It seemed so in some places this past week. The residents of ‘Aashiana’, a sprawling campus in Venus Colony always have community-driven events. This time, they organised a common kolu in the common space. “This is the tenth year that we are creating a common kolu,” says Vandana Ramakrishnan, secretary of the apartments’ association.
“The common kolu is set at the community hall and we have specials pooja held every day. We also distribute sundal to the residents and guests,” she adds (seen in the photo are some of the residents of Aashiana Apts.).
The residents themselves contributed the dolls for the kolu. There are 175 apartments here and families take turns to lend a hand to the festivities. Every evening, there are special cultural events like concerts, plays and variety programmes.
“These programmes are organised by the entertainment committee,”says Vandana.
The sundal is arranged by private caterers and this is distributed along with beetle leaves, nutmeg and a small gift.
At the Navaratri Kalaivizha Arulmigu Kolavizhiamman temple in C. N. Chetty Street, Mylapore, the managers of Sri Kapali Temple who also take charge of this small temple arranged for concerts every evening. But local residents took turns to help decorate the kolu set up alongside the sannidhi. At times, some benefactors shared sundal with devotees who came by.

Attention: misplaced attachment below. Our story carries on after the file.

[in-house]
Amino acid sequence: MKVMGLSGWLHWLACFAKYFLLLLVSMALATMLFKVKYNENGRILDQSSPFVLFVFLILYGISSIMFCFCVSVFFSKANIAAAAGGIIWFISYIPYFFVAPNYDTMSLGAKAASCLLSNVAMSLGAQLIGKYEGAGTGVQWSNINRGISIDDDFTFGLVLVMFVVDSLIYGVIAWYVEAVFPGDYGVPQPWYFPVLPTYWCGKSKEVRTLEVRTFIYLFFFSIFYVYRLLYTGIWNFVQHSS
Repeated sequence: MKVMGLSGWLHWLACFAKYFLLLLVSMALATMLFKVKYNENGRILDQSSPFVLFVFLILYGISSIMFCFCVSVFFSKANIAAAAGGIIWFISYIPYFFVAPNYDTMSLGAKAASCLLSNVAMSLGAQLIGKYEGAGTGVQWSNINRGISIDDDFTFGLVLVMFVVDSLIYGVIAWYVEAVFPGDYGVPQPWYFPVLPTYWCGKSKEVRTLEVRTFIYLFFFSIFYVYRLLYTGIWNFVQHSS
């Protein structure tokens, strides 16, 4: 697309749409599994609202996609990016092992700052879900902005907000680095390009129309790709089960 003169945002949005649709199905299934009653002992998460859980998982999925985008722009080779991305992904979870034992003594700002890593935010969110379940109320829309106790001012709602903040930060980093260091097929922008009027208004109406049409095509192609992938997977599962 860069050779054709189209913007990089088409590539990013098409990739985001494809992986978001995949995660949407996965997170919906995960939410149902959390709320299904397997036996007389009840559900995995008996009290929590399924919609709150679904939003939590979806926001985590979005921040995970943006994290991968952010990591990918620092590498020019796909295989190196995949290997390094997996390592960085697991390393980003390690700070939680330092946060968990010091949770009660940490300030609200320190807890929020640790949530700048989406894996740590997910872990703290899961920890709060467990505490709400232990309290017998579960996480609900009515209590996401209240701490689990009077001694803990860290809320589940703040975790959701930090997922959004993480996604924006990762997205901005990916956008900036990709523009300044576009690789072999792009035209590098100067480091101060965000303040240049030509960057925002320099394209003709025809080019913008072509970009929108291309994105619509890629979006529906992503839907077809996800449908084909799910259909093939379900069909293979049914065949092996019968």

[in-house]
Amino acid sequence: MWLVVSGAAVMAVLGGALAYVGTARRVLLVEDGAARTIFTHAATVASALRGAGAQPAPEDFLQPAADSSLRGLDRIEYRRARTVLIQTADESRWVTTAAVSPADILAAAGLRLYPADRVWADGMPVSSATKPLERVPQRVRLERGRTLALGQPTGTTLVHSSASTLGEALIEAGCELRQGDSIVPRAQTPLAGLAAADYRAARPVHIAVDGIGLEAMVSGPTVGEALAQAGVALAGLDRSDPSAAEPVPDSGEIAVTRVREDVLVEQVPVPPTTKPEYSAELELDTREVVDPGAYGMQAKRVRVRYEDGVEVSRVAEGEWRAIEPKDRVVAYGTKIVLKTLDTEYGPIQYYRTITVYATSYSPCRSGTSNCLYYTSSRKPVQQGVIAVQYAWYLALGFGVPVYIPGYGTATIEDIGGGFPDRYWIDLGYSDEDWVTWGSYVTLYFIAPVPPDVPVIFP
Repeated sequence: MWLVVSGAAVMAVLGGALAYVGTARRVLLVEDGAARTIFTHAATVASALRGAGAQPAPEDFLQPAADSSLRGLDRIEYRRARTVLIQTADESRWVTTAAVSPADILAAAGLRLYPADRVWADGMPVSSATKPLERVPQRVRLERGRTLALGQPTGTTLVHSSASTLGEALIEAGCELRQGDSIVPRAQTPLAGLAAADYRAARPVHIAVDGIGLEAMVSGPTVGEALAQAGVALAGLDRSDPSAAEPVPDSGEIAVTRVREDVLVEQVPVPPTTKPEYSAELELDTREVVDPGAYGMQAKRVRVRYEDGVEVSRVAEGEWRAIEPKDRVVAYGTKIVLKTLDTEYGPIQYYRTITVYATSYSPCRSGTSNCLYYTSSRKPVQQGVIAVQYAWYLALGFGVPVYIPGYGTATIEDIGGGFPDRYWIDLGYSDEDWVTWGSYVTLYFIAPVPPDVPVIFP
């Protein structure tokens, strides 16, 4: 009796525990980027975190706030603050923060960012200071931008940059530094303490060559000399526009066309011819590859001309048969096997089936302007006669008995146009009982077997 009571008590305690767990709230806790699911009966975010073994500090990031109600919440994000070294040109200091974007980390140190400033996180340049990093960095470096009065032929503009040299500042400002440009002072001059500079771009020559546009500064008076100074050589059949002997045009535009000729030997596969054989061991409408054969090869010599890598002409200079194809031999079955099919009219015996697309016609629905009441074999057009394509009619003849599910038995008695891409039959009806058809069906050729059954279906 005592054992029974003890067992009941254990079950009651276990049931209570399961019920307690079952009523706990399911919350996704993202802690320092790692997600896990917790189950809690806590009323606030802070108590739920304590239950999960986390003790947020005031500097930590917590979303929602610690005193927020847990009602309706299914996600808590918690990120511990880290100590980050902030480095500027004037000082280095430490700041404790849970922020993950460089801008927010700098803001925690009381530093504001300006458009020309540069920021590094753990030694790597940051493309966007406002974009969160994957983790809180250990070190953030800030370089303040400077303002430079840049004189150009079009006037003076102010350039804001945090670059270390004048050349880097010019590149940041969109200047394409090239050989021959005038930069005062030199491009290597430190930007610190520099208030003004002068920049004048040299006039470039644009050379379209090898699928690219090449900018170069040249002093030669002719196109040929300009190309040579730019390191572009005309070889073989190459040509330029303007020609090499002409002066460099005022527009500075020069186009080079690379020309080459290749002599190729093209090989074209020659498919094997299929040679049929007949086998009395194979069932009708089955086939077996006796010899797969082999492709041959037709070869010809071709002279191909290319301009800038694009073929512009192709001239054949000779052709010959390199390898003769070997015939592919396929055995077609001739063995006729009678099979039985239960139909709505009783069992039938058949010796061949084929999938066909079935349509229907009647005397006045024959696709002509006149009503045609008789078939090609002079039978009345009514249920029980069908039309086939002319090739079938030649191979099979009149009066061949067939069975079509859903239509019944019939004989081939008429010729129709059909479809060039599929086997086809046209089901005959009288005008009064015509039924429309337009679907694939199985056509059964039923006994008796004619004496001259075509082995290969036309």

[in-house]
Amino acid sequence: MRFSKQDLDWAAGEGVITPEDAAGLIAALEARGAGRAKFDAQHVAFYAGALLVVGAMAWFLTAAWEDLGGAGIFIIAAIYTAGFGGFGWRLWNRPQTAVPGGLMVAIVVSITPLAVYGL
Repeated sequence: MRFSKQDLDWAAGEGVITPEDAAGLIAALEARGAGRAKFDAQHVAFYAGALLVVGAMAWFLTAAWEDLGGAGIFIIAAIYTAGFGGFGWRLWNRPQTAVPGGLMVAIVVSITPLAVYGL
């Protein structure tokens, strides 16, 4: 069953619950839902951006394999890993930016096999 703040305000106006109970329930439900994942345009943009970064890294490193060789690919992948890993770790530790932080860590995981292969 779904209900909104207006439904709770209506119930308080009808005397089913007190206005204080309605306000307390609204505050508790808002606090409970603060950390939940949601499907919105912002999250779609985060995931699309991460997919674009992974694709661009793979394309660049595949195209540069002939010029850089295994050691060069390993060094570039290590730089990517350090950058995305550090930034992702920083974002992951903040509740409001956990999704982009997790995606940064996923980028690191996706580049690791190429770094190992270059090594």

At Nandala’s premises on Dr. Rangachari Road, the kolu was set up in the basement and visitors were encouraged to share their remarks on the creation. They could then enjoy a music or a dance concert that was held every evening on the top floor. One evening, sishyas of guru S. Vidyaathreyan presented a recital. As people walked out, volunteers served them sundal and fruits, betel leaves, kum kum and candy. There was a steady stream of visitors here after dusk.
At Sri Ramakrishna Students’ Home, Mylapore the boys get up early and are assigned specific duties to prepare for the day’s rituals and events. This has been a long time tradition here at Navaratri time.
At the evening concerts, if the main hall was packed with rasikas many boys were allowed to enjoy the concert outside as a TV screen beamed the concerts, which are a big draw for Mylaporeans who live in that area.